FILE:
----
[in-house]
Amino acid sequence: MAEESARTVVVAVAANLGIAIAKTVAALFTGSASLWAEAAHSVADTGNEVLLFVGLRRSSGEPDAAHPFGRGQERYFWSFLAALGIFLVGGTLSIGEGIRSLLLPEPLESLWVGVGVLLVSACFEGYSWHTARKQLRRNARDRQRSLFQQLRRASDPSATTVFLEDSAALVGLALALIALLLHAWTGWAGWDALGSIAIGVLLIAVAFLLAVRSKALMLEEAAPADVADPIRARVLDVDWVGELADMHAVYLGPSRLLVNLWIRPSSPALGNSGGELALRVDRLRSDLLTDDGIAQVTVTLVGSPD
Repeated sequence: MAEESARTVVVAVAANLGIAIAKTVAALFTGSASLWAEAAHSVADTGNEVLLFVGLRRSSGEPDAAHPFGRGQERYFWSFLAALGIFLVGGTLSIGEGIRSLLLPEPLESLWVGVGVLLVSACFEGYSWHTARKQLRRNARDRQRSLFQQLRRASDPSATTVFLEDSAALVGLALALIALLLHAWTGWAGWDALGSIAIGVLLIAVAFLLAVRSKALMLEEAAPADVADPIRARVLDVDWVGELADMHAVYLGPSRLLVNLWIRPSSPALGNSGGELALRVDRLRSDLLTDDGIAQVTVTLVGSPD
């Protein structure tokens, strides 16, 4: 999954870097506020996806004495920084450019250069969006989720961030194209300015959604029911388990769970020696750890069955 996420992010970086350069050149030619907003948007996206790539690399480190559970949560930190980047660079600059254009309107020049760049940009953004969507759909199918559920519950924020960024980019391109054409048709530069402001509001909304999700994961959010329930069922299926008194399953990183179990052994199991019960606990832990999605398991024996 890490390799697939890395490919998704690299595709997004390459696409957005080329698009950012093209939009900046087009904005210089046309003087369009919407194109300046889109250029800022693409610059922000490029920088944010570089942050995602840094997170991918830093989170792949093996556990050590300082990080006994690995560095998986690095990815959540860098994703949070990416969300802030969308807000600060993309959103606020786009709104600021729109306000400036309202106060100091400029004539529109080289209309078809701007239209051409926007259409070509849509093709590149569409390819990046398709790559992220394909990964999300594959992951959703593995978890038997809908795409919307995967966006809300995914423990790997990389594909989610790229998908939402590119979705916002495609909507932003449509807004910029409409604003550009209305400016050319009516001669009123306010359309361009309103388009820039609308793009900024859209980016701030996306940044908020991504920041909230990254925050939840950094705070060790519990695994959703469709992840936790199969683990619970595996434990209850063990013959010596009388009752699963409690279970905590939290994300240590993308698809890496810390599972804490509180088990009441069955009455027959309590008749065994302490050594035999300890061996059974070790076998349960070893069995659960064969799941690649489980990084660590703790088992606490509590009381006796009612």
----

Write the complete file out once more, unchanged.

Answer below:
[in-house]
Amino acid sequence: MAEESARTVVVAVAANLGIAIAKTVAALFTGSASLWAEAAHSVADTGNEVLLFVGLRRSSGEPDAAHPFGRGQERYFWSFLAALGIFLVGGTLSIGEGIRSLLLPEPLESLWVGVGVLLVSACFEGYSWHTARKQLRRNARDRQRSLFQQLRRASDPSATTVFLEDSAALVGLALALIALLLHAWTGWAGWDALGSIAIGVLLIAVAFLLAVRSKALMLEEAAPADVADPIRARVLDVDWVGELADMHAVYLGPSRLLVNLWIRPSSPALGNSGGELALRVDRLRSDLLTDDGIAQVTVTLVGSPD
Repeated sequence: MAEESARTVVVAVAANLGIAIAKTVAALFTGSASLWAEAAHSVADTGNEVLLFVGLRRSSGEPDAAHPFGRGQERYFWSFLAALGIFLVGGTLSIGEGIRSLLLPEPLESLWVGVGVLLVSACFEGYSWHTARKQLRRNARDRQRSLFQQLRRASDPSATTVFLEDSAALVGLALALIALLLHAWTGWAGWDALGSIAIGVLLIAVAFLLAVRSKALMLEEAAPADVADPIRARVLDVDWVGELADMHAVYLGPSRLLVNLWIRPSSPALGNSGGELALRVDRLRSDLLTDDGIAQVTVTLVGSPD
């Protein structure tokens, strides 16, 4: 999954870097506020996806004495920084450019250069969006989720961030194209300015959604029911388990769970020696750890069955 996420992010970086350069050149030619907003948007996206790539690399480190559970949560930190980047660079600059254009309107020049760049940009953004969507759909199918559920519950924020960024980019391109054409048709530069402001509001909304999700994961959010329930069922299926008194399953990183179990052994199991019960606990832990999605398991024996 890490390799697939890395490919998704690299595709997004390459696409957005080329698009950012093209939009900046087009904005210089046309003087369009919407194109300046889109250029800022693409610059922000490029920088944010570089942050995602840094997170991918830093989170792949093996556990050590300082990080006994690995560095998986690095990815959540860098994703949070990416969300802030969308807000600060993309959103606020786009709104600021729109306000400036309202106060100091400029004539529109080289209309078809701007239209051409926007259409070509849509093709590149569409390819990046398709790559992220394909990964999300594959992951959703593995978890038997809908795409919307995967966006809300995914423990790997990389594909989610790229998908939402590119979705916002495609909507932003449509807004910029409409604003550009209305400016050319009516001669009123306010359309361009309103388009820039609308793009900024859209980016701030996306940044908020991504920041909230990254925050939840950094705070060790519990695994959703469709992840936790199969683990619970595996434990209850063990013959010596009388009752699963409690279970905590939290994300240590993308698809890496810390599972804490509180088990009441069955009455027959309590008749065994302490050594035999300890061996059974070790076998349960070893069995659960064969799941690649489980990084660590703790088992606490509590009381006796009612």